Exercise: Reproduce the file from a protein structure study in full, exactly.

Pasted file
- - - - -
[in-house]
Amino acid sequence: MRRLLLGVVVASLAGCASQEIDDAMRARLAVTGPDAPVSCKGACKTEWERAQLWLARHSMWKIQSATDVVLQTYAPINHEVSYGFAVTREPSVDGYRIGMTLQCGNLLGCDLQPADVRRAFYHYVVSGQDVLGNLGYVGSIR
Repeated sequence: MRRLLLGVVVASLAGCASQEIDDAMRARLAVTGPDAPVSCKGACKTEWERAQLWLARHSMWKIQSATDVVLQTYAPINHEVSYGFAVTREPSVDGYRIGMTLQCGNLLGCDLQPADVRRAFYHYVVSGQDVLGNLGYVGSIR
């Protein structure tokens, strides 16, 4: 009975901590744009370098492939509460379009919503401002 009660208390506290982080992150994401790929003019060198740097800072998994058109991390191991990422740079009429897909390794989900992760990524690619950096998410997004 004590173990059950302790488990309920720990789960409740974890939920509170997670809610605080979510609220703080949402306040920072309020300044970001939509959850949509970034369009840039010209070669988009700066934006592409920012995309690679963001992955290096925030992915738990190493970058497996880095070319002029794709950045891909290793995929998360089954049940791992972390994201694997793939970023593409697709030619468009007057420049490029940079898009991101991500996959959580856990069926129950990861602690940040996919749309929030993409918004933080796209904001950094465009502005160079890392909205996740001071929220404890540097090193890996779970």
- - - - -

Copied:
[in-house]
Amino acid sequence: MRRLLLGVVVASLAGCASQEIDDAMRARLAVTGPDAPVSCKGACKTEWERAQLWLARHSMWKIQSATDVVLQTYAPINHEVSYGFAVTREPSVDGYRIGMTLQCGNLLGCDLQPADVRRAFYHYVVSGQDVLGNLGYVGSIR
Repeated sequence: MRRLLLGVVVASLAGCASQEIDDAMRARLAVTGPDAPVSCKGACKTEWERAQLWLARHSMWKIQSATDVVLQTYAPINHEVSYGFAVTREPSVDGYRIGMTLQCGNLLGCDLQPADVRRAFYHYVVSGQDVLGNLGYVGSIR
């Protein structure tokens, strides 16, 4: 009975901590744009370098492939509460379009919503401002 009660208390506290982080992150994401790929003019060198740097800072998994058109991390191991990422740079009429897909390794989900992760990524690619950096998410997004 004590173990059950302790488990309920720990789960409740974890939920509170997670809610605080979510609220703080949402306040920072309020300044970001939509959850949509970034369009840039010209070669988009700066934006592409920012995309690679963001992955290096925030992915738990190493970058497996880095070319002029794709950045891909290793995929998360089954049940791992972390994201694997793939970023593409697709030619468009007057420049490029940079898009991101991500996959959580856990069926129950990861602690940040996919749309929030993409918004933080796209904001950094465009502005160079890392909205996740001071929220404890540097090193890996779970």